There are two basic types of hydroponics systems: active and passive. This article will explain how to set up these simple hydroponic systems, as well as the mediums best suited for each.
Both have their advantages and disadvantages, and all factors (what watering and soil moisture retention needs do your plant have) must be considered when deciding on the system that would be best for your plants.
Active hydroponics systems work by actively passing a nutrient solution over your plant’s roots. They usually involve a large size planting medium such as pea gravel, vermiculite, and perlite. To make a simple, active, hydroponic system, for one plant.
You will need the following materials:
1 one gallon planting pot with drainage holes
1 two gallon bucket-no drainage holes, (used for nutrient solution reservoir)
1 small aquarium water pump (to pump nutrient solution to your plant)
1 small bag of vermiculite, perlite, or pea gravel(enough to fill your planting pot with)
1 small table with a whole in the top, large enough to place your planting pot in without it being able to fall all the way through
2 small plasic tubes, long enough to reach from the nutrient solution to the water pump and from the water pump to the planting pot
2 clothes pins, to attach your plasic tubes to the top of your containers
1 on/off timer, to attach to the water pump to control the amount of water
supplied to your plants
Place your planting container, the one with drainage holes, in the hole in the top of the table. With the hole being larger than the pot it should fit into position securely with little or no movement. Fill your planting pot with your selected medium, up to about one-two inches from the top of the container.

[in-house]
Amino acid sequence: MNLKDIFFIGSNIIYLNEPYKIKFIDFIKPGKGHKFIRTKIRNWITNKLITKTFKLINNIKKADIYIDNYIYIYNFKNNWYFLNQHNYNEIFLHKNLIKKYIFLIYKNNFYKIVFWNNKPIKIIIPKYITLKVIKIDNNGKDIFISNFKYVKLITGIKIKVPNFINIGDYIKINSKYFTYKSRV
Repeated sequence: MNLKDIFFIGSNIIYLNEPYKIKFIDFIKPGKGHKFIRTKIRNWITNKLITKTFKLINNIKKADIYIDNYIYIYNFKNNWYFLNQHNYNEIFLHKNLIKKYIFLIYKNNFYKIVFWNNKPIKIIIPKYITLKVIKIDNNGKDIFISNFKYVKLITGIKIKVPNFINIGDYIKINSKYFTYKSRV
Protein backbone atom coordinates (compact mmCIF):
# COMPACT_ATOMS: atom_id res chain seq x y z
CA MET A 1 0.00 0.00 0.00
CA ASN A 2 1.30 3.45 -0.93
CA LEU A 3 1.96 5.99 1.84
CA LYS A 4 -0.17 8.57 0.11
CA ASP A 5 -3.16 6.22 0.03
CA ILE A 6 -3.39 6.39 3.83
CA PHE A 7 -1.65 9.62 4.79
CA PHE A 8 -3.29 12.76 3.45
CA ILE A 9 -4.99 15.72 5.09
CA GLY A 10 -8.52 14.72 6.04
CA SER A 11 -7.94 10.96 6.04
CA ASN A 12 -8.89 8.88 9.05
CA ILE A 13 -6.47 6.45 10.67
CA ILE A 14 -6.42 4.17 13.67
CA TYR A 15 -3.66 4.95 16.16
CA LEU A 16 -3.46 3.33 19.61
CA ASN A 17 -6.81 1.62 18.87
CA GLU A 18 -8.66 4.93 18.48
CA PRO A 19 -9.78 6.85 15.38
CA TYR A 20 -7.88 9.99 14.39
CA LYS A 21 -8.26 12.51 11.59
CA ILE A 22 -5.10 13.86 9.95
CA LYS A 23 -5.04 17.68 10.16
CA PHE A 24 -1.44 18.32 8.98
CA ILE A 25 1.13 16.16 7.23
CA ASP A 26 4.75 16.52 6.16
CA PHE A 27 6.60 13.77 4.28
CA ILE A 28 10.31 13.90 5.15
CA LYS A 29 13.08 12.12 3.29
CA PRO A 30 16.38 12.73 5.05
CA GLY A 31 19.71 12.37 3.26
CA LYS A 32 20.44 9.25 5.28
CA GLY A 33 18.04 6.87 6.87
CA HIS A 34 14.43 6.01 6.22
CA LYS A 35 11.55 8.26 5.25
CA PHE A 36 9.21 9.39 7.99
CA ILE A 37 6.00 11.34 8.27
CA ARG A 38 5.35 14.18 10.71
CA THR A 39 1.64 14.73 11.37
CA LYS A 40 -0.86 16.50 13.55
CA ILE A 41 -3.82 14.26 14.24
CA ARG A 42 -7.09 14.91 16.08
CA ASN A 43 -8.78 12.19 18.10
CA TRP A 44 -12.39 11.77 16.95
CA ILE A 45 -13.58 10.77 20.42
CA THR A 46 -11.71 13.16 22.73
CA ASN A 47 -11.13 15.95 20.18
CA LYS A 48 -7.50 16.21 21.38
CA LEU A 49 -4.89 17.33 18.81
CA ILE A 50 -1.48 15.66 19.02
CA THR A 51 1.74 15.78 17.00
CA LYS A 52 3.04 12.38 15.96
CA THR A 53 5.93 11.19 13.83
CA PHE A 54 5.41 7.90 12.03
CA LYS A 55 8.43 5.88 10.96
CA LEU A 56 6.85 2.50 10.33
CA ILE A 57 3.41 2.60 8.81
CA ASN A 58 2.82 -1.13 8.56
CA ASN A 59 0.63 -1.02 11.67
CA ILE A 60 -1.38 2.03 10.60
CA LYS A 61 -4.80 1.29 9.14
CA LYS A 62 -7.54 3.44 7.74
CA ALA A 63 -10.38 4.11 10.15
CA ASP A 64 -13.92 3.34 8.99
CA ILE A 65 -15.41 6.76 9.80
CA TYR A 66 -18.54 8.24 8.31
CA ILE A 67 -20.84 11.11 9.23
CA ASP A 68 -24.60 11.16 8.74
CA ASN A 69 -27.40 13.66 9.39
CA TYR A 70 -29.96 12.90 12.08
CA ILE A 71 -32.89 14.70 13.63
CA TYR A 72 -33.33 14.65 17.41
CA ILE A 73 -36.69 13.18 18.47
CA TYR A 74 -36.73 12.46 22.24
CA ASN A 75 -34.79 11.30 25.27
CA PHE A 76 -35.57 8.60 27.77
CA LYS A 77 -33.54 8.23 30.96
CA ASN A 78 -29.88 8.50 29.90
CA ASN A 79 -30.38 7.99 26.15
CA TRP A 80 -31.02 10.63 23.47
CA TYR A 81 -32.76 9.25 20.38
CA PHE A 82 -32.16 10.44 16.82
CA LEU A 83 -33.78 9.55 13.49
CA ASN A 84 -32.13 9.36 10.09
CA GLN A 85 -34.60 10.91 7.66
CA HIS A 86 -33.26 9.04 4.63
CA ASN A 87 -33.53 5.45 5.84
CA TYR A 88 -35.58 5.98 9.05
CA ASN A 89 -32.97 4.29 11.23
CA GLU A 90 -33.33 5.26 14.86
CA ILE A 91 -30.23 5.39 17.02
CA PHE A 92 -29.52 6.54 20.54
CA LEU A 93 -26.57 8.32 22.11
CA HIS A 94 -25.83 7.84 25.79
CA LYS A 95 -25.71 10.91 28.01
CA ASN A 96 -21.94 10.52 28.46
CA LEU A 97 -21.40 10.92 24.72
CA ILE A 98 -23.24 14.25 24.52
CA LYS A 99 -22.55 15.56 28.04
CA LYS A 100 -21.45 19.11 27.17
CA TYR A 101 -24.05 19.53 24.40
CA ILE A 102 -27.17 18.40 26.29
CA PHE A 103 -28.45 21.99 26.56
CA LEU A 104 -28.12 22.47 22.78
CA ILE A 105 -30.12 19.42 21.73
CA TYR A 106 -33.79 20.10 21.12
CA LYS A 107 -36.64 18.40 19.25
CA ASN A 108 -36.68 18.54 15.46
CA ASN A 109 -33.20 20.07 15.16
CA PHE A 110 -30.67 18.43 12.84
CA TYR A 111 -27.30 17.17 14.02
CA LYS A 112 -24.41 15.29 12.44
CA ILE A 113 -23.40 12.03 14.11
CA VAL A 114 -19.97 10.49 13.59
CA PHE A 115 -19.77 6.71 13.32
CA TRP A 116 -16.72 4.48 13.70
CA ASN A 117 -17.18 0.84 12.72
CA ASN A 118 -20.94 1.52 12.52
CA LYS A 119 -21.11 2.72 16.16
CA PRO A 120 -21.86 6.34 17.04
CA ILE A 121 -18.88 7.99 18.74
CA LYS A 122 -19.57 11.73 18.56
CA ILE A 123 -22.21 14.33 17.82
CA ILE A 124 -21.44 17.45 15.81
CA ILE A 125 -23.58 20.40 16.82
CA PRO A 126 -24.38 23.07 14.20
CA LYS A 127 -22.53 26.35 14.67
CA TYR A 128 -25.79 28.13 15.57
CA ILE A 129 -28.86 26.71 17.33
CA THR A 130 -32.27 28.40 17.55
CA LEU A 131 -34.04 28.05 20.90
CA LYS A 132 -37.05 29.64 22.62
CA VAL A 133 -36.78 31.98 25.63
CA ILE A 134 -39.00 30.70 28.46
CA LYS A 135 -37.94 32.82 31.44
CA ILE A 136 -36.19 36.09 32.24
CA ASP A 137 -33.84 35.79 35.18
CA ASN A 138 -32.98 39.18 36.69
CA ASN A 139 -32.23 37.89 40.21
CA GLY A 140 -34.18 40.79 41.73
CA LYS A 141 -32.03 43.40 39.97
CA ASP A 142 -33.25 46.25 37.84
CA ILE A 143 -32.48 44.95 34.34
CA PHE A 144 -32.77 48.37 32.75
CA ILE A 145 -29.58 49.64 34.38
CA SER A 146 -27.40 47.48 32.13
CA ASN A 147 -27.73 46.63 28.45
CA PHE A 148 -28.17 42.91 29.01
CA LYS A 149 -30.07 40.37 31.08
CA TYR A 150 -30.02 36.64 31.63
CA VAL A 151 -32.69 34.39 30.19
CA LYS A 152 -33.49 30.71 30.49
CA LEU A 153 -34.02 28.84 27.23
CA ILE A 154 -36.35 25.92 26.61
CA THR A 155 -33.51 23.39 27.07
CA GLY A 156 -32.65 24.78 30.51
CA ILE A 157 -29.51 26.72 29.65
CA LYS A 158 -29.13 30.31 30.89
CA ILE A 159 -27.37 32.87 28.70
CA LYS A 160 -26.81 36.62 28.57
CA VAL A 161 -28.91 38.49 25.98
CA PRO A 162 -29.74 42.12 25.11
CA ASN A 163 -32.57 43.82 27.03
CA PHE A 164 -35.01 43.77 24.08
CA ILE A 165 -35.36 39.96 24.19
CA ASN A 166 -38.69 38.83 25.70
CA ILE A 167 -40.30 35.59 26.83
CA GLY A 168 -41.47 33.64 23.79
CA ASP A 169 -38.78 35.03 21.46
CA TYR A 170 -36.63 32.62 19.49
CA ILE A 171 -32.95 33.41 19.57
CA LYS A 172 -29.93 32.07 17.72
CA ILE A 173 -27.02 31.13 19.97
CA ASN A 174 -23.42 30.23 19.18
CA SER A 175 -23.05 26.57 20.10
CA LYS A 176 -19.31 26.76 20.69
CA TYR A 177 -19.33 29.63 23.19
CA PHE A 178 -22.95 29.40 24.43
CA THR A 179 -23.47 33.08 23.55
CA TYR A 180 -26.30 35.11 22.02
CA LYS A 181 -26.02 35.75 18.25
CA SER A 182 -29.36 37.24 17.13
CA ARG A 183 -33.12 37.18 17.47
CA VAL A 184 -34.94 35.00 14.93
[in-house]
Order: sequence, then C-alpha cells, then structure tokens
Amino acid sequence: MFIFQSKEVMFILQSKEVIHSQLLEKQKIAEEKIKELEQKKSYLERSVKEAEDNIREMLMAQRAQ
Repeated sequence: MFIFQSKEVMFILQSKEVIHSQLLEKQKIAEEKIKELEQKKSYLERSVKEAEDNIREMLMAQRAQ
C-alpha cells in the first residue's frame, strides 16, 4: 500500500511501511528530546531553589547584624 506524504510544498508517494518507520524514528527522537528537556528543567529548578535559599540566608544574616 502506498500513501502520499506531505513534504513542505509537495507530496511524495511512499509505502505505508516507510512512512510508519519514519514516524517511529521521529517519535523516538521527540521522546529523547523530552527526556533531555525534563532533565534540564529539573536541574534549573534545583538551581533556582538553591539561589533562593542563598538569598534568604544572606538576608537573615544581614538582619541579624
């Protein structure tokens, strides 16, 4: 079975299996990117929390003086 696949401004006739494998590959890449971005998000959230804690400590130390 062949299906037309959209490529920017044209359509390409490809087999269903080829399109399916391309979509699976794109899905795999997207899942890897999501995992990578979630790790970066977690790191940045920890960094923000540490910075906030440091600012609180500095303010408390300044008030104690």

Set the two-gallon bucket(reservoir) directly underneath the drainage holes of your growing container, so it will catch all water draining out of the one-gallon pot. Set your water pump on the floor beside your reservoir. Attach one of your plastic tubes to the water intake on your water pump and place the other end into your reservoir, making sure the bottom of the tube is at the lowest point in the bucket without being placed too close to the bottom of the container, preventing water from being drawn in.
Attach the tube to the rim of the reservoir, being careful not to cut off water flow to the water pump, using the clothespin. Connect your other plastic tube to the top of the growing container, with the other clothespin, placing the end right at the top of the medium, so it flows across the top of the “soil” line. The other end should be connected to the outflow spout on your water pump.
Plug your water pump into the timer, and we are ready to test your active hydroponic system out. Fill the reservoir about half way up with water, making sure the water line is above the intake of your tube. Plug your timer into an appropriate electrical socket, and place the timer in the “on” position. The water pump should begin a lite humming noise, and after a few seconds(water pumps can take a few seconds to prime themselves up) the water should begin to flow up the tube and out the reservoir.
The water should continue it’s the course through the plastic tube, into the water pump, out into the other plastic tube, and up into the growing container. After the water has begun to sink through the medium in your container, it should begin to drain out into the reservoir, that is placed below it. Check carefully for any leaking that may occur, and fix as needed.